EKPC generates electricity through two coal-fired plants: H.L. Spurlock Station near Maysville and John Sherman Cooper Station near Somerset. We make power using combustion turbines (CTs) — fueled by natural gas or fuel oil — at Bluegrass Station in LaGrange and at J.K. Smith Station in Trapp, near Winchester.
We’ve embraced the future by building Cooperative Solar Farm One, one of the largest solar projects in Kentucky. Located in Winchester, the 60-acre farm features 32,300 solar panels producing enough electricity for 1,000 Kentucky homes.
EKPC has six more plants generating renewable power from methane gas at landfills. We purchase hydropower from the federal Southeastern Power Administration’s through Laurel and Wolf Creek dams.
Ensuring Reliable Energy
More than ever, people depend on electricity to power lights, heat, air-conditioning, appliances and other critical equipment.
Every moment of every day, we are doing all we can to ensure a reliable supply of energy for homes, stores, offices, factories, schools, hospitals and every co-op member.
About the Fuel Adjustment Clause (FAC)
What is the FAC?
EKPC generates energy at its power plants and also buys power from other utilities. EKPC incurs costs for fuel like coal and natural gas, as well as costs for purchased power. Depending on market conditions, these costs can change dramatically from month to month.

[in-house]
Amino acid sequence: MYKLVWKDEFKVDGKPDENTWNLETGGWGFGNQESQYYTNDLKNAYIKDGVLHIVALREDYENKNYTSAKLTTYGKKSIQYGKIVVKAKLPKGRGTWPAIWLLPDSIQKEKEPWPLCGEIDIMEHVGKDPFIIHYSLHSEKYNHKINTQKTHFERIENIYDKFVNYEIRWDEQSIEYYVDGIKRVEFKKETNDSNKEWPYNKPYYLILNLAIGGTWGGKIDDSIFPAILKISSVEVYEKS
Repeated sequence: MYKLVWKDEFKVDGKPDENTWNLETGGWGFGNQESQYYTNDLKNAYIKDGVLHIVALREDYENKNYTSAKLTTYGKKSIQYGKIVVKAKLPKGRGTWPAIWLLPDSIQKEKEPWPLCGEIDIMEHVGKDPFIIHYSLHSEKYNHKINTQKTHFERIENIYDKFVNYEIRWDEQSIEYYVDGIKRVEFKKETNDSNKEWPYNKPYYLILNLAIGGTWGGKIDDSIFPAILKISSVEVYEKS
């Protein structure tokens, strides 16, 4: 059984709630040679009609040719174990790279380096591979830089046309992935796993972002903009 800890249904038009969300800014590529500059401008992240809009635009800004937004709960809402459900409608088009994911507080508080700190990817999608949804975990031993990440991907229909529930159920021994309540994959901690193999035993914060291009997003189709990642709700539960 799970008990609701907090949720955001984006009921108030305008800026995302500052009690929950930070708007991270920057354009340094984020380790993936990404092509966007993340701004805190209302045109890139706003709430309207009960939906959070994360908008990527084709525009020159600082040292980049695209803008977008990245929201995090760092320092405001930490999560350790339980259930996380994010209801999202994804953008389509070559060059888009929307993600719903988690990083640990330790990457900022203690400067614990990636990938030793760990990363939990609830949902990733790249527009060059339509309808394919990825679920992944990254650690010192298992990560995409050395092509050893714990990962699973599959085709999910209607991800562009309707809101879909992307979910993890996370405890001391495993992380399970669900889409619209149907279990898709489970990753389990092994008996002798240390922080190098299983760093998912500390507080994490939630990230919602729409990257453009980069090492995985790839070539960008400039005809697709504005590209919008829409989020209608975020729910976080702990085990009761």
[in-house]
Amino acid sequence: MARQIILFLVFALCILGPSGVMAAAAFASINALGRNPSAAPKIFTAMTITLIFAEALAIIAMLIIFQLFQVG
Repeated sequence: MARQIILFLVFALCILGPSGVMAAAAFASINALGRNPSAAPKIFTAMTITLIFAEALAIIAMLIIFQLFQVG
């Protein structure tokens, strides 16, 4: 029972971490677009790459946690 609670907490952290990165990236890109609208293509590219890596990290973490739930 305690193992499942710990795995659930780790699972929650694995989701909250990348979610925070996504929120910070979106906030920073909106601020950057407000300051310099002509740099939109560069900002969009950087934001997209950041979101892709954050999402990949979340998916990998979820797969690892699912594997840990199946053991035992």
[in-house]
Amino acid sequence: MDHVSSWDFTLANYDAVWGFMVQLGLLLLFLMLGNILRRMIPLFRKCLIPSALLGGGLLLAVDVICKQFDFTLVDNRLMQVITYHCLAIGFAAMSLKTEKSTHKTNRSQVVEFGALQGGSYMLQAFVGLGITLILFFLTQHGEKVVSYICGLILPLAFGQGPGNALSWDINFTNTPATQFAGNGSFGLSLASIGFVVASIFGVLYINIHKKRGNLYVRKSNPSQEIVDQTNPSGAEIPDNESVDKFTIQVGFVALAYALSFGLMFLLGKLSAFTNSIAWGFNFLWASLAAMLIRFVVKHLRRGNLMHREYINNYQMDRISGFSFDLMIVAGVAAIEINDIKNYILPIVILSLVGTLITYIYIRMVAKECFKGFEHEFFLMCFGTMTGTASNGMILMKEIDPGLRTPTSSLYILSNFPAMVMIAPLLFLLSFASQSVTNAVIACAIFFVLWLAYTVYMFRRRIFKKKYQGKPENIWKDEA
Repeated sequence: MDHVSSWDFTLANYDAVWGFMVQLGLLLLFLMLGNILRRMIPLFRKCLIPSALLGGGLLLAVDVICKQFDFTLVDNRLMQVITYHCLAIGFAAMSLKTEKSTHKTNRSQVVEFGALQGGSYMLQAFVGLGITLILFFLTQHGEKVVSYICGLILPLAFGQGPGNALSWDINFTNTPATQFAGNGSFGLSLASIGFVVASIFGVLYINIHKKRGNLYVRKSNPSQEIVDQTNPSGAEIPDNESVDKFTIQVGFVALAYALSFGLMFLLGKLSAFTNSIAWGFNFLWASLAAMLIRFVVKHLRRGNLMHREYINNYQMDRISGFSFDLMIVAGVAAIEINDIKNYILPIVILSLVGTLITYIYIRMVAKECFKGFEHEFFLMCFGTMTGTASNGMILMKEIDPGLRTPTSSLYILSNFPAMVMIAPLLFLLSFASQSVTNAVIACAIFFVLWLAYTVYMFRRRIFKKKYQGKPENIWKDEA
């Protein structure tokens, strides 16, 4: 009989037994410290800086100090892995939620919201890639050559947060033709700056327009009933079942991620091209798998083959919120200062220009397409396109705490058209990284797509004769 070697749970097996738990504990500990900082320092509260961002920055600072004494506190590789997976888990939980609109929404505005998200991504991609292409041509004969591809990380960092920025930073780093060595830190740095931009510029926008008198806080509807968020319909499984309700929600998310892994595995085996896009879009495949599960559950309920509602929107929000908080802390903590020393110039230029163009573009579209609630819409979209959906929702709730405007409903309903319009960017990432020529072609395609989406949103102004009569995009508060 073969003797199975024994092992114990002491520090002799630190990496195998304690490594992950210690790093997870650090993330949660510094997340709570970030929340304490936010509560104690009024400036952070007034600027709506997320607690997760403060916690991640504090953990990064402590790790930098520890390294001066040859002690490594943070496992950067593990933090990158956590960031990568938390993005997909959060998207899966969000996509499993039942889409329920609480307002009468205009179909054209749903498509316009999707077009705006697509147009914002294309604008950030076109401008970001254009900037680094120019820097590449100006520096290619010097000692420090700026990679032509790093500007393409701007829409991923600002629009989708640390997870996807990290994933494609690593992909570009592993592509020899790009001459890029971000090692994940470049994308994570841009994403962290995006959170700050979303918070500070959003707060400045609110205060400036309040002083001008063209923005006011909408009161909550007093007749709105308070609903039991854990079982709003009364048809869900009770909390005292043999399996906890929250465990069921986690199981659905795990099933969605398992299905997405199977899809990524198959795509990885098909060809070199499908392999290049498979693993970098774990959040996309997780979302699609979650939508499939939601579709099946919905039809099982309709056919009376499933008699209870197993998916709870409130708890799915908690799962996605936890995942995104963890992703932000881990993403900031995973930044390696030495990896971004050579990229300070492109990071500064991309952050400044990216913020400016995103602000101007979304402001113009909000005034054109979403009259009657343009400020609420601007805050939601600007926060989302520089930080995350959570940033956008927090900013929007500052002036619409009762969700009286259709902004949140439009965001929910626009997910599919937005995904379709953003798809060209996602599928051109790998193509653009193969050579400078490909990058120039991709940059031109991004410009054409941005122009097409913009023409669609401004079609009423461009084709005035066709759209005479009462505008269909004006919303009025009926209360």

The Fuel Adjustment Charge (FAC) recovers a portion of EKPC’s cost of fuel and purchased power. EKPC calculates the FAC each month based on a formula approved by the Kentucky Public Service Commission, which regularly reviews the calculation to ensure it is accurate.
Each month, EKPC bills the FAC to each of its 16 owner-member cooperatives and they, in turn, bill their members. All funds recovered through the FAC go to EKPC to pay the actual costs of fuel and purchased power.
The FAC has been a bill credit, but now it is a charge. Why?
Depending on the actual monthly costs of fuel and purchased power, the FAC can be either a charge or a credit on members’ bills. For most of 2021, it was a credit. But, for a few months, particularly late in the year, it was a charge. As the U.S. economy has revived from the pandemic, demand for coal, natural gas and electric power have been on the rise. In fact, at times, the cost of buying power has nearly doubled since last year.
What can co-op members do to manage costs?
Because homes tend to use more energy in the summer and winter for heating and cooling, you can take steps to improve the energy efficiency of your home and lower energy costs. For example, plugging leaks in duct work or installing high-efficiency windows can have a big impact on power bills.